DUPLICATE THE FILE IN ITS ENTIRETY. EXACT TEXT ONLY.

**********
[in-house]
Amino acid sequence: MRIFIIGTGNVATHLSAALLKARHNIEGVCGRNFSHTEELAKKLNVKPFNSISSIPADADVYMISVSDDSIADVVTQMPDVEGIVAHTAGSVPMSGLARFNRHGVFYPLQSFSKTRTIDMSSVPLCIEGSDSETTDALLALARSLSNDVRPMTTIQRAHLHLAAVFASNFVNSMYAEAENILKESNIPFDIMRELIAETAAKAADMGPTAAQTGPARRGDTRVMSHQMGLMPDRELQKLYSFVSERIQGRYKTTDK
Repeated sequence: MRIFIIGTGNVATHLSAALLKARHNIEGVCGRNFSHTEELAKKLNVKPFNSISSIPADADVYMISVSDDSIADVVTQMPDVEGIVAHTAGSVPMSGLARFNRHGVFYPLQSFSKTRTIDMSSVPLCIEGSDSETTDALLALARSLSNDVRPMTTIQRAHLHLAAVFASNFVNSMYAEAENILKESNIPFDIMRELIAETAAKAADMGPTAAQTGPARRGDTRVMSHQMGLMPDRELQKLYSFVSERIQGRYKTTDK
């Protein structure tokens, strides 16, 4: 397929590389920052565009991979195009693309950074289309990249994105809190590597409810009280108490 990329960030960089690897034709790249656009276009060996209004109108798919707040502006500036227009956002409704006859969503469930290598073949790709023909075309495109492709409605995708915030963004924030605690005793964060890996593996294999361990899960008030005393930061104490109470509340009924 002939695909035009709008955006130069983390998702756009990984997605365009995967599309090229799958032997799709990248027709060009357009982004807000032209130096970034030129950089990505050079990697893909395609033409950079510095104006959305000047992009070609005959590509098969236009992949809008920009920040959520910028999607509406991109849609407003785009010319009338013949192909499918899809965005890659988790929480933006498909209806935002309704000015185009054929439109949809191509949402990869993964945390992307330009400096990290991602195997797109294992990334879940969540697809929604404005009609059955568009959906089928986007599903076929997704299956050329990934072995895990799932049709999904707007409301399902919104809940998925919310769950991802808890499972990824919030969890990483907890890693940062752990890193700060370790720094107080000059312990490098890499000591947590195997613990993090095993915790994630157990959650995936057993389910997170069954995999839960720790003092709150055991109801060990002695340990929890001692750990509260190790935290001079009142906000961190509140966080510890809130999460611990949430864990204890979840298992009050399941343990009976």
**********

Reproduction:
[in-house]
Amino acid sequence: MRIFIIGTGNVATHLSAALLKARHNIEGVCGRNFSHTEELAKKLNVKPFNSISSIPADADVYMISVSDDSIADVVTQMPDVEGIVAHTAGSVPMSGLARFNRHGVFYPLQSFSKTRTIDMSSVPLCIEGSDSETTDALLALARSLSNDVRPMTTIQRAHLHLAAVFASNFVNSMYAEAENILKESNIPFDIMRELIAETAAKAADMGPTAAQTGPARRGDTRVMSHQMGLMPDRELQKLYSFVSERIQGRYKTTDK
Repeated sequence: MRIFIIGTGNVATHLSAALLKARHNIEGVCGRNFSHTEELAKKLNVKPFNSISSIPADADVYMISVSDDSIADVVTQMPDVEGIVAHTAGSVPMSGLARFNRHGVFYPLQSFSKTRTIDMSSVPLCIEGSDSETTDALLALARSLSNDVRPMTTIQRAHLHLAAVFASNFVNSMYAEAENILKESNIPFDIMRELIAETAAKAADMGPTAAQTGPARRGDTRVMSHQMGLMPDRELQKLYSFVSERIQGRYKTTDK
């Protein structure tokens, strides 16, 4: 397929590389920052565009991979195009693309950074289309990249994105809190590597409810009280108490 990329960030960089690897034709790249656009276009060996209004109108798919707040502006500036227009956002409704006859969503469930290598073949790709023909075309495109492709409605995708915030963004924030605690005793964060890996593996294999361990899960008030005393930061104490109470509340009924 002939695909035009709008955006130069983390998702756009990984997605365009995967599309090229799958032997799709990248027709060009357009982004807000032209130096970034030129950089990505050079990697893909395609033409950079510095104006959305000047992009070609005959590509098969236009992949809008920009920040959520910028999607509406991109849609407003785009010319009338013949192909499918899809965005890659988790929480933006498909209806935002309704000015185009054929439109949809191509949402990869993964945390992307330009400096990290991602195997797109294992990334879940969540697809929604404005009609059955568009959906089928986007599903076929997704299956050329990934072995895990799932049709999904707007409301399902919104809940998925919310769950991802808890499972990824919030969890990483907890890693940062752990890193700060370790720094107080000059312990490098890499000591947590195997613990993090095993915790994630157990959650995936057993389910997170069954995999839960720790003092709150055991109801060990002695340990929890001692750990509260190790935290001079009142906000961190509140966080510890809130999460611990949430864990204890979840298992009050399941343990009976």